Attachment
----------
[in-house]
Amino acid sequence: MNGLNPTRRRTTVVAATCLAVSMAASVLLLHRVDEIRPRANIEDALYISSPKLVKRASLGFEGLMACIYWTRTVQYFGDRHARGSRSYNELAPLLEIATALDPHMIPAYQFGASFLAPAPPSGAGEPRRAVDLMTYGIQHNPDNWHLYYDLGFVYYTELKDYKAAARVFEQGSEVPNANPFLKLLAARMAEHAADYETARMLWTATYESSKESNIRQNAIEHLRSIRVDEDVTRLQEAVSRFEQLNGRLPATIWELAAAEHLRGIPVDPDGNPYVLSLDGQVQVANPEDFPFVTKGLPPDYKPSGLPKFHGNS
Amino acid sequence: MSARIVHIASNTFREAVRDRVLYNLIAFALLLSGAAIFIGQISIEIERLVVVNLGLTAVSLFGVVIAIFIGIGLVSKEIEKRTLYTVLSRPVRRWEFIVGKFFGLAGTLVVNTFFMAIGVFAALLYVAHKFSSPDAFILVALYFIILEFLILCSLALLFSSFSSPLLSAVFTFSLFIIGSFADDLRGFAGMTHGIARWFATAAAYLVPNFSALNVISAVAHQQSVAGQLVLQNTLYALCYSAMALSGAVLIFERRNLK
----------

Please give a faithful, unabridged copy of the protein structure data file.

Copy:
[in-house]
Amino acid sequence: MNGLNPTRRRTTVVAATCLAVSMAASVLLLHRVDEIRPRANIEDALYISSPKLVKRASLGFEGLMACIYWTRTVQYFGDRHARGSRSYNELAPLLEIATALDPHMIPAYQFGASFLAPAPPSGAGEPRRAVDLMTYGIQHNPDNWHLYYDLGFVYYTELKDYKAAARVFEQGSEVPNANPFLKLLAARMAEHAADYETARMLWTATYESSKESNIRQNAIEHLRSIRVDEDVTRLQEAVSRFEQLNGRLPATIWELAAAEHLRGIPVDPDGNPYVLSLDGQVQVANPEDFPFVTKGLPPDYKPSGLPKFHGNS
Amino acid sequence: MSARIVHIASNTFREAVRDRVLYNLIAFALLLSGAAIFIGQISIEIERLVVVNLGLTAVSLFGVVIAIFIGIGLVSKEIEKRTLYTVLSRPVRRWEFIVGKFFGLAGTLVVNTFFMAIGVFAALLYVAHKFSSPDAFILVALYFIILEFLILCSLALLFSSFSSPLLSAVFTFSLFIIGSFADDLRGFAGMTHGIARWFATAAAYLVPNFSALNVISAVAHQQSVAGQLVLQNTLYALCYSAMALSGAVLIFERRNLK